When Chelsea Griffin, a Welding Technician received the trophy for ‘Apprentice Engineering Technician of the Year′ at the ENGIE Fabricom Apprentice and Technician Recognition Awards, little did she imagine, she was making history as the first female to win this prestigious award since its inception in 2006.
Chelsea’s achievement in her career to date is even greater considering the many hurdles and obstacles she faced on her journey to her dream job as a Welding Technician.
Chelsea’s story began after she left school. Deciding to return to college to re-sit her math’s exams (a pre-requisite for her desired craft profession), she already knew that as a single mother, with a five year old child, everything would be just that bit harder. What she did not expect was how much harder, facing as she did a marked lack of encouragement and even active discouragement for her choice in pursuing an engineering career path.
Chelsea recounts: “At school and college they did not see females as part of engineering. I had no role models and until I started working no one was supporting me.”
Still despite this, Chelsea ploughed on and succeeded in getting her grades in 2013 at Grimsby Institute.
“I knew I wanted a better career,” she said, “one that was more physical and hands-on.”
Whilst at college she spotted what turned out to be the perfect opportunity for her, and joined leading Engineering and Project Management firm ENGIE Fabricom as a welding apprentice. As a female in a predominantly male working environment, she did face additional obstacles that her male counterparts simply did not have to contend with. Chelsea recalls facing prejudice from “the blokes on the shop floor,” creating additional pressures to “prove myself,” and believes that there is a “mindset” in engineering which needs to change.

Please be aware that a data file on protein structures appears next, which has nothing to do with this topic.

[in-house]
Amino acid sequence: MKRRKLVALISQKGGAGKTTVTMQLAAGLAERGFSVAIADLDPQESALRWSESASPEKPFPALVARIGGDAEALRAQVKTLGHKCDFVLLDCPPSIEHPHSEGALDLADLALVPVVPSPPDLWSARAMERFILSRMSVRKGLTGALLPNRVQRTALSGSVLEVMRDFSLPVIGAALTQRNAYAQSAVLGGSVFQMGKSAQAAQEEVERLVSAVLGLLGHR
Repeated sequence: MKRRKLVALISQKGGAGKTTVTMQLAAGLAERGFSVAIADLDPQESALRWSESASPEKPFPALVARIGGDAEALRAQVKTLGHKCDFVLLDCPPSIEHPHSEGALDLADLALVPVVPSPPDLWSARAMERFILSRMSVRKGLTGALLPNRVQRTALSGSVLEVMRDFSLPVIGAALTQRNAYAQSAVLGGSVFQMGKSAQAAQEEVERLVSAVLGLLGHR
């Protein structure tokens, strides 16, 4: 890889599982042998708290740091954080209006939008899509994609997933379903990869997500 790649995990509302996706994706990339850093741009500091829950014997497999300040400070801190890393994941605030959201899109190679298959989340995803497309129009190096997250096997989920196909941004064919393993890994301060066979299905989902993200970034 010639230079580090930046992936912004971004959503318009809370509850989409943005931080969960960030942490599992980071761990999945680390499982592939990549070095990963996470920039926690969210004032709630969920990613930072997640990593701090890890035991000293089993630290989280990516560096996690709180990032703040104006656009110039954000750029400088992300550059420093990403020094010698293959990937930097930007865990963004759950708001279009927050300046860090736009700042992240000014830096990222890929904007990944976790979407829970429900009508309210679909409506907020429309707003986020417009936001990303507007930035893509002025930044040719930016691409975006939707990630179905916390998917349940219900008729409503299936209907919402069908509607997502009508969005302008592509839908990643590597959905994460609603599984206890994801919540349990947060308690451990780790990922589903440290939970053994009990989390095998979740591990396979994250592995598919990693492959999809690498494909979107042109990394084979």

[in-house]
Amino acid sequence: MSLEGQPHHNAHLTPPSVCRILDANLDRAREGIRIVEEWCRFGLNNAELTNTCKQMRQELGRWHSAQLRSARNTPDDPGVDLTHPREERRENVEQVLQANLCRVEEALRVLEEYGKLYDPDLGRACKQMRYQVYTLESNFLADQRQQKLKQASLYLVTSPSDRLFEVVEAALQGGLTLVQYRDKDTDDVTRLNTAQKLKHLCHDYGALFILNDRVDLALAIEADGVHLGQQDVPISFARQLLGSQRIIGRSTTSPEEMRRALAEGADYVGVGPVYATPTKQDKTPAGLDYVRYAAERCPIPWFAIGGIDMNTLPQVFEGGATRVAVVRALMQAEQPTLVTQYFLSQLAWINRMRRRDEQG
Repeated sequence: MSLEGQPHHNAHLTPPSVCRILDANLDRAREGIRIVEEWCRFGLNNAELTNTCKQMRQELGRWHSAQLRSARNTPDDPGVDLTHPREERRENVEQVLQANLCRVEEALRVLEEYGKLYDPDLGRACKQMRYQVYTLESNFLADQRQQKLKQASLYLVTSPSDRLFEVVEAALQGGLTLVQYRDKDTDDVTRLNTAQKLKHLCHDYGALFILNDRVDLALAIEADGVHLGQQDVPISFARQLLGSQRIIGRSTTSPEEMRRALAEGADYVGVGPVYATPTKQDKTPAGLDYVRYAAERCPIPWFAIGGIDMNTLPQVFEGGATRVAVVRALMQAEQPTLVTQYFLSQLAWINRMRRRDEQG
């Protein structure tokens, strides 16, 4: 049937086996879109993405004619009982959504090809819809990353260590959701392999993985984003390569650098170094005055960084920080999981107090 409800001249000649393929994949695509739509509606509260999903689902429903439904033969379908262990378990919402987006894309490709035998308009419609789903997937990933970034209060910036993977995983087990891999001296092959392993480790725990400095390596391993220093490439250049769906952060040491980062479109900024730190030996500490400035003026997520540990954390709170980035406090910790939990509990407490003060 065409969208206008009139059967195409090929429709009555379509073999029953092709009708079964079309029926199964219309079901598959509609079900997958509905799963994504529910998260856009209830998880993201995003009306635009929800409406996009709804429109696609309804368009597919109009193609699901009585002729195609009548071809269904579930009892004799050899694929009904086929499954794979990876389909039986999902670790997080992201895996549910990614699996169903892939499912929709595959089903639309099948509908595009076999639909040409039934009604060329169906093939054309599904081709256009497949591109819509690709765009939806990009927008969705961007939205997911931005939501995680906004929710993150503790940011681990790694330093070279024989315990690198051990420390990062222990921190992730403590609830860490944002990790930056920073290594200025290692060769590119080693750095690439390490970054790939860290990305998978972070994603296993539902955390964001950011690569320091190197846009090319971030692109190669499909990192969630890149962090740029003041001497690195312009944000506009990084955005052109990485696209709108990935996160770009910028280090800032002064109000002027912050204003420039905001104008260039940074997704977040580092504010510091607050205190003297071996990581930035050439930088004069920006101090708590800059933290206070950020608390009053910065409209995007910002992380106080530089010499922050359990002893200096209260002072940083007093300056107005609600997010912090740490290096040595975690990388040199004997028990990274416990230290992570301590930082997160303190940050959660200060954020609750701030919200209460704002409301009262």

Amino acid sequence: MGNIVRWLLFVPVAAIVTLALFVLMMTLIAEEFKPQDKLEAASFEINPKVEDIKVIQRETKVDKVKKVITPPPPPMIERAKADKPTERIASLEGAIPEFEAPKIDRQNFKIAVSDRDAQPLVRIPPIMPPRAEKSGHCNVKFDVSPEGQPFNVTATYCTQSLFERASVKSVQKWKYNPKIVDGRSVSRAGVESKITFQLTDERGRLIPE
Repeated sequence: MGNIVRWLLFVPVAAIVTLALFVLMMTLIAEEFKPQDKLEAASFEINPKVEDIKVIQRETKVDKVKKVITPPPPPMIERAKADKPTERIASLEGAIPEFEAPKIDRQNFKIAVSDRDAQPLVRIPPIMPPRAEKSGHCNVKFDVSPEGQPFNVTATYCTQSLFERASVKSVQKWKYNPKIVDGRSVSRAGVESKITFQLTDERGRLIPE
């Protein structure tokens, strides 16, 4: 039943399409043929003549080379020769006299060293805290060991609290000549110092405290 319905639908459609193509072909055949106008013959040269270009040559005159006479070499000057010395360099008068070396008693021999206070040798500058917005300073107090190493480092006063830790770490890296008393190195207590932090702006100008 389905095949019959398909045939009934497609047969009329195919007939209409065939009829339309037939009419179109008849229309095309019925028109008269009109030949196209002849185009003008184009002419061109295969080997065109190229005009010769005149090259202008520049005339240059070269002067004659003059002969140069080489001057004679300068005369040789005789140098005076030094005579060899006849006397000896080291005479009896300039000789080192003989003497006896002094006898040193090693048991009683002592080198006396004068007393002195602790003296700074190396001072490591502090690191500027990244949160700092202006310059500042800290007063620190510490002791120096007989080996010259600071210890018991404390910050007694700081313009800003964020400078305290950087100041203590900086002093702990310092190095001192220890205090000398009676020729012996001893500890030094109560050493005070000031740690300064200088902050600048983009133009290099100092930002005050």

Now in her third year and months away from completion of her apprenticeship, Chelsea can now see the road through much more clearly.
“They [ENGIE Fabricom] provided me with a mentor and a sponsor to guide and train me, and with the additional support of the Resource Development Team I have been able to progress and achieve my goal”.
She clearly loves her job working as part of a team, and is currently engaged in pipework and fabrication modules on oil refineries in the Humber region. Chelsea has a steely determination to succeed and her advice to other women is “go for it” and “be brave and bold.”
Yvonne Day, Resources & Development Director of ENGIE Fabricom, herself a passionate champion of women in engineering said of Chelsea’s recognition last year in her award:
“Chelsea is a worthy winner, who shows a pride, commitment and professionalism in everything she does and this whole event shows how our continued investment in training young people pays off.”
“We need a new generation of talent entering the world of engineering and construction, and we are committed to making sure young people today get the opportunities they need to realise their full potential.”Chelsea Griffin